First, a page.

Posts Tagged ‘quorum sensing’

Quorum sensing in bacteria

December 5, 2012

For Understanding Genomes class what I found most intriguing was the biological concept of quorum sensing, which is the ability of bacteria to communicate and coordinate behavior via signaling molecules.

For example, opportunistic bacteria can grow within a host without harming it, until they reach a certain concentration. When their numbers are sufficient to overcome the host’s immune system, they change their behavior and cause disease.


Bacteria which use quorum sensing produce and secrete signaling compounds called autoinducers. With high concentrations of bacteria, the concentration of the inducer passes a threshold, so more inducer is synthesized.

Quorum sensing

To illustrate this process, I used processing to create a sketch that displays a number of bacteria floating in a stable environment; and then to capture the mechanics of producing and secreting signaling autoinducers, I used the function of an ellipse ring to emanate from the bacteria to cause each one to gravitate to one another; and then with any key press the bacteria change to another color, illustarting the function of the bacteria changing their behavior so it can survive in the host and cause disease.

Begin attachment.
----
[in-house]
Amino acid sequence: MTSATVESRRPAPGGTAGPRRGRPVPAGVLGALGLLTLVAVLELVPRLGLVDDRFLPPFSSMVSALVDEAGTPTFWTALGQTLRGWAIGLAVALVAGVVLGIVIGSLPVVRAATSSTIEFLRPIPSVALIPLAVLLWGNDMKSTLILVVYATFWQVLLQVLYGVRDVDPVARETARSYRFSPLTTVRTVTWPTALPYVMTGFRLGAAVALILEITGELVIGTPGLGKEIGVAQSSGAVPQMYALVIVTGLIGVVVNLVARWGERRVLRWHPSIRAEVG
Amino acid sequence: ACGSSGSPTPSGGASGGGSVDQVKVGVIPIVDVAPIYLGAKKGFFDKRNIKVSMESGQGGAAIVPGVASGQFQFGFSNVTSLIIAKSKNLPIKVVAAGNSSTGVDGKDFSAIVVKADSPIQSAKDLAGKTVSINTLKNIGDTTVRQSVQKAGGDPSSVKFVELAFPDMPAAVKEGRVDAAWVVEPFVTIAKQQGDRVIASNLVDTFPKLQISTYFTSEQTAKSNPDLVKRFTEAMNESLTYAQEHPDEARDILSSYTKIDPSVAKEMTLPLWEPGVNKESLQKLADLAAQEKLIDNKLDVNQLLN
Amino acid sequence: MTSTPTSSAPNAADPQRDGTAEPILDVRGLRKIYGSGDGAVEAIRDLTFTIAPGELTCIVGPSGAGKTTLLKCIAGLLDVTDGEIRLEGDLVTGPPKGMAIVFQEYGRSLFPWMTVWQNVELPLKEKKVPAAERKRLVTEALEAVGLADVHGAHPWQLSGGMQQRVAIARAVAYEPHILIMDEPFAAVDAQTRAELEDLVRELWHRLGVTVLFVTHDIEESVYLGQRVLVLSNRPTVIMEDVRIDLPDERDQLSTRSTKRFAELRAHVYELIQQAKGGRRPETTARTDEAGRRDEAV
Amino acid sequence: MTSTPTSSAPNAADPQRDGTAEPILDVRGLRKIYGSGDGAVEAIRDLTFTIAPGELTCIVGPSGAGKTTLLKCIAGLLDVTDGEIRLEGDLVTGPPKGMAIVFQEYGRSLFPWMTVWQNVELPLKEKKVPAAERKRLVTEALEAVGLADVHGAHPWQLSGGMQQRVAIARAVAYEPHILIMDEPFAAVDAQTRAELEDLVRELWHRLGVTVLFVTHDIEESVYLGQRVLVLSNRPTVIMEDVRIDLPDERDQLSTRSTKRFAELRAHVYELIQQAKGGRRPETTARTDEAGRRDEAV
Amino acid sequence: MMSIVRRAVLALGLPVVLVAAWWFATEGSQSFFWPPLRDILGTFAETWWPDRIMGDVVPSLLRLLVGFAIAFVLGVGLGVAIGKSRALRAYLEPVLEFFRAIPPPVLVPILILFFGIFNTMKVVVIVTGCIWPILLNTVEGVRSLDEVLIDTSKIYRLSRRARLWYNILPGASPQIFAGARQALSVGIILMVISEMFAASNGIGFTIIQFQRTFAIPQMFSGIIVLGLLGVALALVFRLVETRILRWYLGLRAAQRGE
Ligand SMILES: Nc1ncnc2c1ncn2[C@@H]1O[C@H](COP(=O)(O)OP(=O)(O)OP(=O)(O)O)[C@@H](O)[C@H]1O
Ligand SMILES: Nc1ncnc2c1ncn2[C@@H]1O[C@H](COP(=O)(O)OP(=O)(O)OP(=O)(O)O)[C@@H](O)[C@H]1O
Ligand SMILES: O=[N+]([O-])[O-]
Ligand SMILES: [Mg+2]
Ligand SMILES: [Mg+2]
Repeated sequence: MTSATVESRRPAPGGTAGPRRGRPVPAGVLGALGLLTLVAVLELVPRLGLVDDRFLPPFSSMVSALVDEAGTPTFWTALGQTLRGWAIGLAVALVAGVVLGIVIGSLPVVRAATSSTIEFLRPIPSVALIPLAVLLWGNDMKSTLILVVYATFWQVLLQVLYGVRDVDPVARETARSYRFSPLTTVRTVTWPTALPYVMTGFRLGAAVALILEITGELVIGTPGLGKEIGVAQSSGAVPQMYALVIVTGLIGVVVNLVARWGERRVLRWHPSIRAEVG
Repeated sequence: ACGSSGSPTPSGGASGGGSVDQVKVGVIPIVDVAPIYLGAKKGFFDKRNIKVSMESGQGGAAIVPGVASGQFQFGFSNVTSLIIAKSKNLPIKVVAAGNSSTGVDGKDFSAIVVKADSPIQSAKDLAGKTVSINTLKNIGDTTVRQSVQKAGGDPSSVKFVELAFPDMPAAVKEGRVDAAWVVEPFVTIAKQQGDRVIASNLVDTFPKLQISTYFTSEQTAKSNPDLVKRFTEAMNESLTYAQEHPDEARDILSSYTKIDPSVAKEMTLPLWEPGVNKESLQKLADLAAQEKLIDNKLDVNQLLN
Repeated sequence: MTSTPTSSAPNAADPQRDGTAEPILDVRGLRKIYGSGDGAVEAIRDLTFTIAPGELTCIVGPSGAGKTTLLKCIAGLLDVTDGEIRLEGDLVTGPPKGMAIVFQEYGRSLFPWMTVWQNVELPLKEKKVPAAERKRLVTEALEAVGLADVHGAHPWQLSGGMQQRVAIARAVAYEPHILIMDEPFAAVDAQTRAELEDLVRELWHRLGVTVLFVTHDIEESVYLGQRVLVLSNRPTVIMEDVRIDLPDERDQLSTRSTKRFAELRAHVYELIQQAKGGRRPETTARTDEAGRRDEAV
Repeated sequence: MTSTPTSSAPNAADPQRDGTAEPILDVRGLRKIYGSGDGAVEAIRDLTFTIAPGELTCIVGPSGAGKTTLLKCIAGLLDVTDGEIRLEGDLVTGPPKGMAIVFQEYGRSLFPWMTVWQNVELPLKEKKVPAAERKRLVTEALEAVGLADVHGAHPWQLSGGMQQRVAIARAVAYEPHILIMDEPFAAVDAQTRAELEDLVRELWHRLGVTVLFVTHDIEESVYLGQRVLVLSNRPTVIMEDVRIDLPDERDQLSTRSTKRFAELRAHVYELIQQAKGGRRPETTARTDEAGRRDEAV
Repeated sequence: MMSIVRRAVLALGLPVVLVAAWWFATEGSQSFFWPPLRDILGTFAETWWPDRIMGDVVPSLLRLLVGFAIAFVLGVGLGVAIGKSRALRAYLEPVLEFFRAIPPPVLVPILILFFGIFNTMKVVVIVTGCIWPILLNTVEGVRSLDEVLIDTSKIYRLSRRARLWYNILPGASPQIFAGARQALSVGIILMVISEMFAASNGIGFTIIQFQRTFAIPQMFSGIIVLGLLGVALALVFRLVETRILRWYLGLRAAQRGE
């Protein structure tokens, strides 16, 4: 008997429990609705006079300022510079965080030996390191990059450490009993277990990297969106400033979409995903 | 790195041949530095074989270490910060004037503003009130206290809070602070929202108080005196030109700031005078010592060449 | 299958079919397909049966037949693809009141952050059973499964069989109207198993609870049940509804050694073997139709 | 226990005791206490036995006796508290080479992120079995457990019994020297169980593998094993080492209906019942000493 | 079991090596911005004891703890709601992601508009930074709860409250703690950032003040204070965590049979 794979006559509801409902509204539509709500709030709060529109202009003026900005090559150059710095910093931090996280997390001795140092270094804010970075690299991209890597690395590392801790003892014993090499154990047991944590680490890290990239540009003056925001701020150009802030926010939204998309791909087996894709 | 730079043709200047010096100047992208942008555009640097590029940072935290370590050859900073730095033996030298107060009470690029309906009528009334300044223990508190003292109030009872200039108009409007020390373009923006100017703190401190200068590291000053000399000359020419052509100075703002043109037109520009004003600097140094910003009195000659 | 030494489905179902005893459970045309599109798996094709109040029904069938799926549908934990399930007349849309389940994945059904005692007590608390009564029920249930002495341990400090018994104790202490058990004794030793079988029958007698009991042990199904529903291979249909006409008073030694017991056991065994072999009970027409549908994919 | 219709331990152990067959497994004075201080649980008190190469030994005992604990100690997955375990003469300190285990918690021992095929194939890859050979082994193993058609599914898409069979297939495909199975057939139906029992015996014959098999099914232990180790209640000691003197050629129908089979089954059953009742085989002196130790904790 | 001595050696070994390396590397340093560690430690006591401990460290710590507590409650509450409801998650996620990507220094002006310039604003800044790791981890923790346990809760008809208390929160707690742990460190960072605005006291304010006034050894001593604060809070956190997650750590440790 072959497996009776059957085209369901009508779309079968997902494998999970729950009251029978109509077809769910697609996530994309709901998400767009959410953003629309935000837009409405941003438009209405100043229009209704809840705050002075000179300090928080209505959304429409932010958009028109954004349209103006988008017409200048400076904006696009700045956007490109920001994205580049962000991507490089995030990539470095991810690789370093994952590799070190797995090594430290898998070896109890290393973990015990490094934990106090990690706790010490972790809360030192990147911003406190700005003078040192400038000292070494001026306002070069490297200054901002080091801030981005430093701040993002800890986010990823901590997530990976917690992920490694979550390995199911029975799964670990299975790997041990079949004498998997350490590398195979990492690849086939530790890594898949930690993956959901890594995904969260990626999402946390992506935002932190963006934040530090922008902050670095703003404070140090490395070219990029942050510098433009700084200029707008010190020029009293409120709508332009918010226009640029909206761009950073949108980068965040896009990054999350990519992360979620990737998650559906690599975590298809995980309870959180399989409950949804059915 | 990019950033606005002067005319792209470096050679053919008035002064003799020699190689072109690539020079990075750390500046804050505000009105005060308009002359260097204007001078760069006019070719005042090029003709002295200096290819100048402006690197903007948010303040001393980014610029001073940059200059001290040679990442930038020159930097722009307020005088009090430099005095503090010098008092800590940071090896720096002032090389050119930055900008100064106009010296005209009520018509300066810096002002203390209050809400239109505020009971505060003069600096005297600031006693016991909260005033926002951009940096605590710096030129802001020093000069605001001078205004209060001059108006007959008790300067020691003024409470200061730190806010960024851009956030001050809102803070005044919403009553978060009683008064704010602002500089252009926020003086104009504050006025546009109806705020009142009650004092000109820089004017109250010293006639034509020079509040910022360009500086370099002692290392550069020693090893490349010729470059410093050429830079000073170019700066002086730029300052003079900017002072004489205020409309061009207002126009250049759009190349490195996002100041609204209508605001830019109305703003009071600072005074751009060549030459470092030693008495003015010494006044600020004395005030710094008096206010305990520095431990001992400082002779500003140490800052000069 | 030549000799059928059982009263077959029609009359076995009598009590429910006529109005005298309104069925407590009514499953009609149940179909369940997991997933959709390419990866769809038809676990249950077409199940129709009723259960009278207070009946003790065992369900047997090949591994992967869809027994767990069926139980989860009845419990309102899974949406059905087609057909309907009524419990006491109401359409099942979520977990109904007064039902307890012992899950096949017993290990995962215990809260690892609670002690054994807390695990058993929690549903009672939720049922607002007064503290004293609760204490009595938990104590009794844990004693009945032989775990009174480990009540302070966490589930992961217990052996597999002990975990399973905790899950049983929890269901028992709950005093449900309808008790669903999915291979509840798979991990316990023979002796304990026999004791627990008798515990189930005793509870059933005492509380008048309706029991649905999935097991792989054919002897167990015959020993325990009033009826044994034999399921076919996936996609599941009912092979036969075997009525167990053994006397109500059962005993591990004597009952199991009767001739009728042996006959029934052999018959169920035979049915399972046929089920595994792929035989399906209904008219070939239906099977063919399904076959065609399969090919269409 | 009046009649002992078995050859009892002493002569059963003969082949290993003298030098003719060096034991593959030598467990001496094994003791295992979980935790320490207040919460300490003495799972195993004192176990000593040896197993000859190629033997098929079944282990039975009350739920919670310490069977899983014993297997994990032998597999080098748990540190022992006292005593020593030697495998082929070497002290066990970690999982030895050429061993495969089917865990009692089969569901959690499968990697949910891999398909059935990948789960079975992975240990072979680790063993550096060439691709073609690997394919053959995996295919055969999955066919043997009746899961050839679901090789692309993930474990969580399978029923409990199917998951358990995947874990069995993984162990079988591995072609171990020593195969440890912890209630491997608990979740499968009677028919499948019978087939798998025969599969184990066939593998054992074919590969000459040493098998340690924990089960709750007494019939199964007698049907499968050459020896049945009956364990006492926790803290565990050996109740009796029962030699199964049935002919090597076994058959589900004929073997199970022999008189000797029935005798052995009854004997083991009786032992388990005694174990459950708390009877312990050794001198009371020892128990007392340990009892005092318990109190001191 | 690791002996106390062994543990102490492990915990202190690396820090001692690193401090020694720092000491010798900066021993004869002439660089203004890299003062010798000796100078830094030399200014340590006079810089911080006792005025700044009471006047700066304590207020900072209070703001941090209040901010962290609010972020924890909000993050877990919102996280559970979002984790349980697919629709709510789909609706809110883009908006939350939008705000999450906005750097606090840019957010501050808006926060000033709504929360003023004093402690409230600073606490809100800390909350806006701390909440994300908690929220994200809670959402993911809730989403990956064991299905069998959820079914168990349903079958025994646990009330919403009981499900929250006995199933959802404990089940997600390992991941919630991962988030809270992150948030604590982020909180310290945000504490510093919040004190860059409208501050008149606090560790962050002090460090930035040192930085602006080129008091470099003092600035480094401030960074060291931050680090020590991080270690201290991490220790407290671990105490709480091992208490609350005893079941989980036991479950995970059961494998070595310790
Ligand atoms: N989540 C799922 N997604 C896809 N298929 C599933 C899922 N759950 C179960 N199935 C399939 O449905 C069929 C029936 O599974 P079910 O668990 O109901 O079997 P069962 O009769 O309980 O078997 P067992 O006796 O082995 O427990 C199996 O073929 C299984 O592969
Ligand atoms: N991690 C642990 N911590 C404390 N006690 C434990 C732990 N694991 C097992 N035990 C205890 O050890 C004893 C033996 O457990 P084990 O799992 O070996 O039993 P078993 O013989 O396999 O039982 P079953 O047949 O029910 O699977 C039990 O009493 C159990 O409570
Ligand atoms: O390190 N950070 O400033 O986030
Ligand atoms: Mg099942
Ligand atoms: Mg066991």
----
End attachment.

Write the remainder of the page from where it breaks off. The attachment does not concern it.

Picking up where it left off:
Screen shot 2012-12-05 at 9.16.37 AM

In one sketch I used the aerial view the 2010 Deepwater Horizon explosion and oil spill where naturally-occurring bacteria that exist in the Gulf of Mexico consumed and removed at least 200,000 tons of oil and natural gas that spewed into the deep Gulf. [SKETCH]


While in another sketch I used the background from the bacteria I had to research called Staphylococcus aureus, which is a bacterium that is often found in the human respiratory tract and on the skin and is a common cause of skin infection and food poisoning. [SKETCH]


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